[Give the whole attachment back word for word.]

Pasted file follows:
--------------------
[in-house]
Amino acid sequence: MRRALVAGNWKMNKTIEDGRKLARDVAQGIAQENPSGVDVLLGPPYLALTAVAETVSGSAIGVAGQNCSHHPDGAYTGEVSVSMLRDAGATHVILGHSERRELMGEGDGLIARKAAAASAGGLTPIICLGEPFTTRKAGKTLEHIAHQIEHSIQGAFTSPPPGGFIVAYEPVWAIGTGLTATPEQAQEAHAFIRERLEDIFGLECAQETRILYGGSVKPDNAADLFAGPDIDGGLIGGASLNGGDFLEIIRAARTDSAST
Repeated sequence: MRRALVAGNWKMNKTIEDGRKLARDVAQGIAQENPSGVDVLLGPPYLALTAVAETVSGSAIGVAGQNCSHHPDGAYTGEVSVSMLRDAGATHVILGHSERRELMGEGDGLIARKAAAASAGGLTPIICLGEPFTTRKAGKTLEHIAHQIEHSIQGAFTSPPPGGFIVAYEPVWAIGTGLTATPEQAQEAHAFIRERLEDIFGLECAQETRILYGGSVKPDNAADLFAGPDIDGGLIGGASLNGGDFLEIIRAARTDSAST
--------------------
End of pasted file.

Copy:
[in-house]
Amino acid sequence: MRRALVAGNWKMNKTIEDGRKLARDVAQGIAQENPSGVDVLLGPPYLALTAVAETVSGSAIGVAGQNCSHHPDGAYTGEVSVSMLRDAGATHVILGHSERRELMGEGDGLIARKAAAASAGGLTPIICLGEPFTTRKAGKTLEHIAHQIEHSIQGAFTSPPPGGFIVAYEPVWAIGTGLTATPEQAQEAHAFIRERLEDIFGLECAQETRILYGGSVKPDNAADLFAGPDIDGGLIGGASLNGGDFLEIIRAARTDSAST
Repeated sequence: MRRALVAGNWKMNKTIEDGRKLARDVAQGIAQENPSGVDVLLGPPYLALTAVAETVSGSAIGVAGQNCSHHPDGAYTGEVSVSMLRDAGATHVILGHSERRELMGEGDGLIARKAAAASAGGLTPIICLGEPFTTRKAGKTLEHIAHQIEHSIQGAFTSPPPGGFIVAYEPVWAIGTGLTATPEQAQEAHAFIRERLEDIFGLECAQETRILYGGSVKPDNAADLFAGPDIDGGLIGGASLNGGDFLEIIRAARTDSAST